Packaging Dangerous Goods? Here’s Our Top 5 Tips for Success.

Posted on 
November 24, 2020
Adam Fugate
VP, Customer Solutions, Specright

A few years back, Amazon was slapped with a major fine ($872,000, to be exact) for violating shipping standards for hazardous materials. The price tag is shocking, but not as shocking as the level of danger those violations could cause. After all, when packaging dangerous goods, noncompliance can harm more than just your business.

In Amazon’s case, a package sent from Florida to Illinois was found to contain ethanol, a highly flammable liquid. The package had started leaking during transit. Upon investigation, it was found that the package lacked the correct markings and was missing required paperwork (which was supposed to include emergency response information).

I don’t know about you, but seeing the rate at which eCommerce moves, I think compliance is a huge deal. While this is one example, industries such as chemicals, life sciences, and even heavy industries must deal with packaging regulations when it comes to dangerous goods.

That’s why we’re sharing our top 5 tips to help ensure you safely and successfully package dangerous goods.

1. From Goods to Supply Chain Conditions, Know What You’re Dealing With

First things first, you need to know what kind of dangerous good you’re dealing with. According to the United Nations, there’s 9 general classifications of dangerous goods, with up to 15 subcategories. There’s also different requirements for the type of transport you plan to use. It’s crucial to do the initial research and fully understand what type of packaging and labeling is needed to prevent fines and accidents later on.

Luckily, technology can help so you don’t have to do as extensive research every time.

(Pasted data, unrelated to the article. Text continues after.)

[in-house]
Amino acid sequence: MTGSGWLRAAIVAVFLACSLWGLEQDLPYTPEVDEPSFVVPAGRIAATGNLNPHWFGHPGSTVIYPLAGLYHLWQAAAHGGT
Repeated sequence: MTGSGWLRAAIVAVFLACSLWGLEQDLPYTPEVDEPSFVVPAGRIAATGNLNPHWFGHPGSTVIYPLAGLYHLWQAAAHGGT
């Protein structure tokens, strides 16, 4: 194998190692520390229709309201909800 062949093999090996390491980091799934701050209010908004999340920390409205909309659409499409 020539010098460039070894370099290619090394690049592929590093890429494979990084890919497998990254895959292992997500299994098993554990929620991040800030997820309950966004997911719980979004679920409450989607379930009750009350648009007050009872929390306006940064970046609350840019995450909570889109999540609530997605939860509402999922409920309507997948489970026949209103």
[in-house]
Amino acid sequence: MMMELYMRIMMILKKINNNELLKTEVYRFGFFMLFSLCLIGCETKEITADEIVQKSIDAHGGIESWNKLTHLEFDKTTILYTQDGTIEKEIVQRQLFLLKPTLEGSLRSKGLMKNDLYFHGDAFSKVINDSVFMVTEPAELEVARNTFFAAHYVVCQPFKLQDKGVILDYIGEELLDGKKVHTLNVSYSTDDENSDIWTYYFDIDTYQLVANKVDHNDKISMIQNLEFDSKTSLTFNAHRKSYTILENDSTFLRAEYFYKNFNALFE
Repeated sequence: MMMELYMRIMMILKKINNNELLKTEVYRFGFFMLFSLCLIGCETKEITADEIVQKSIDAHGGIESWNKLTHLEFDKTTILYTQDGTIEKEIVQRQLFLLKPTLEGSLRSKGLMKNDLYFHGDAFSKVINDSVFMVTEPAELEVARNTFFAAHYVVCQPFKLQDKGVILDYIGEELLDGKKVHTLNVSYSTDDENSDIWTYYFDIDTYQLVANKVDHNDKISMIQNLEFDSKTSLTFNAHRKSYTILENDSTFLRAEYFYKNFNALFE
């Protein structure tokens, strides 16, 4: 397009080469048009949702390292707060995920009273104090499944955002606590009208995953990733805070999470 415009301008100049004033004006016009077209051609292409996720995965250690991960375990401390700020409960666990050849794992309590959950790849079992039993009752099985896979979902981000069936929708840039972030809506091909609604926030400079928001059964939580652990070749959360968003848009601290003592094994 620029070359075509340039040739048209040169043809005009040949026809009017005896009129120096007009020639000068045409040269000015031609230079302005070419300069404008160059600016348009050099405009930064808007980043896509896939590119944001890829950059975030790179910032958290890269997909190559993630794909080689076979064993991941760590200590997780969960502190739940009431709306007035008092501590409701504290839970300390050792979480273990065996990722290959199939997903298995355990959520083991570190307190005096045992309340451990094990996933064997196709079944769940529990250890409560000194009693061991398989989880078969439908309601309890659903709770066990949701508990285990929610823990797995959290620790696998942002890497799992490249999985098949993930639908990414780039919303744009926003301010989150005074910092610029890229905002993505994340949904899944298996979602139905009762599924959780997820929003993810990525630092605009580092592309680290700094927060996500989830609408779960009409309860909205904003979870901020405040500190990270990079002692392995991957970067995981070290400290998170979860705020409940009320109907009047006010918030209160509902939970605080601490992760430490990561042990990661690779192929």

Although, research doesn’t stop at the standards. Note that regulatory compliance is the minimum standard. Packaging specifications must be based on the principle of “fitness for purpose”. If supply chain conditions cause your packaging to fail, resulting in an incident, simply saying that it was UN certified will not be a strong enough defense in court.

For example, an 0.8mm steel drum can be UN certified. If you plan on sending it on a 5,000 mile journey across Europe into the heart of Russia for example, where not all roads are paved smoothly, it could fail at the bottom seam through excess vibration. In this scenario, the liability is on you.

Our advice? Know what you’re dealing with!

2. Digitize Everything

Start building your digital knowledge repository, so you don’t have to start from scratch each time you have a hazmat (hazardous material) on your hands.

Begin by digitizing product specs and linking those specs to all related regulatory compliance documents and requirements. This way, you have everything you need when you start designing your package. With a digital thread in place, it’s easy to clone specs, as well as access and search data. Not only does this save you time, but it ensures no crucial data slips through the cracks.

When I was a packaging engineer dealing with hazardous goods, I remember auditing a facility in another country and knowingly instantly that we were out of compliance. It was a terrible feeling - after all, I was the global packaging manager - why didn’t I have visibility into packaging across facilities?